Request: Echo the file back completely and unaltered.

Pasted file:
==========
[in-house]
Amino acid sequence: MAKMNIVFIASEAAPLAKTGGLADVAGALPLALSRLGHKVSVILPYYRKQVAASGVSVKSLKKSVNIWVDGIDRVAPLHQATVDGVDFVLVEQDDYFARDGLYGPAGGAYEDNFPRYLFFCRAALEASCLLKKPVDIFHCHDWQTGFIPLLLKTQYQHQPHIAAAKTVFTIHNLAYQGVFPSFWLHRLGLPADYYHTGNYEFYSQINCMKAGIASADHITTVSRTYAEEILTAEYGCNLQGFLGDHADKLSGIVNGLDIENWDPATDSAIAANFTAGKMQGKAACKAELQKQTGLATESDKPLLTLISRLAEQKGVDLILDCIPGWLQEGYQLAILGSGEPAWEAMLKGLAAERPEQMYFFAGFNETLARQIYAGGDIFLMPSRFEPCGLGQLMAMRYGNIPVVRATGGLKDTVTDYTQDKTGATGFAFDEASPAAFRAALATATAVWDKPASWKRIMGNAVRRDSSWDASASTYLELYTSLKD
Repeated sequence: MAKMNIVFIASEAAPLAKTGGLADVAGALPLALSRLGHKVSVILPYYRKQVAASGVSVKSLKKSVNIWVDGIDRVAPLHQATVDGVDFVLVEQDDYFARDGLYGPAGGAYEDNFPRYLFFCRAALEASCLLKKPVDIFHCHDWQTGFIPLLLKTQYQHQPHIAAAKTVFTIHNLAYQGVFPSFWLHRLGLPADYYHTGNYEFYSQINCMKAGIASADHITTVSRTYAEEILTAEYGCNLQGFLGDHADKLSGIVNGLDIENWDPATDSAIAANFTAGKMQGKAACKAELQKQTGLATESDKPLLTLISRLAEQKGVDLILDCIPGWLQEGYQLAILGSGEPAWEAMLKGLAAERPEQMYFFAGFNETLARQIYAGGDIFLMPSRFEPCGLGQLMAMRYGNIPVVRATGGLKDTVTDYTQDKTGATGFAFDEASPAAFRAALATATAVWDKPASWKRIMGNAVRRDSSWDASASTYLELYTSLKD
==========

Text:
[in-house]
Amino acid sequence: MAKMNIVFIASEAAPLAKTGGLADVAGALPLALSRLGHKVSVILPYYRKQVAASGVSVKSLKKSVNIWVDGIDRVAPLHQATVDGVDFVLVEQDDYFARDGLYGPAGGAYEDNFPRYLFFCRAALEASCLLKKPVDIFHCHDWQTGFIPLLLKTQYQHQPHIAAAKTVFTIHNLAYQGVFPSFWLHRLGLPADYYHTGNYEFYSQINCMKAGIASADHITTVSRTYAEEILTAEYGCNLQGFLGDHADKLSGIVNGLDIENWDPATDSAIAANFTAGKMQGKAACKAELQKQTGLATESDKPLLTLISRLAEQKGVDLILDCIPGWLQEGYQLAILGSGEPAWEAMLKGLAAERPEQMYFFAGFNETLARQIYAGGDIFLMPSRFEPCGLGQLMAMRYGNIPVVRATGGLKDTVTDYTQDKTGATGFAFDEASPAAFRAALATATAVWDKPASWKRIMGNAVRRDSSWDASASTYLELYTSLKD
Repeated sequence: MAKMNIVFIASEAAPLAKTGGLADVAGALPLALSRLGHKVSVILPYYRKQVAASGVSVKSLKKSVNIWVDGIDRVAPLHQATVDGVDFVLVEQDDYFARDGLYGPAGGAYEDNFPRYLFFCRAALEASCLLKKPVDIFHCHDWQTGFIPLLLKTQYQHQPHIAAAKTVFTIHNLAYQGVFPSFWLHRLGLPADYYHTGNYEFYSQINCMKAGIASADHITTVSRTYAEEILTAEYGCNLQGFLGDHADKLSGIVNGLDIENWDPATDSAIAANFTAGKMQGKAACKAELQKQTGLATESDKPLLTLISRLAEQKGVDLILDCIPGWLQEGYQLAILGSGEPAWEAMLKGLAAERPEQMYFFAGFNETLARQIYAGGDIFLMPSRFEPCGLGQLMAMRYGNIPVVRATGGLKDTVTDYTQDKTGATGFAFDEASPAAFRAALATATAVWDKPASWKRIMGNAVRRDSSWDASASTYLELYTSLKD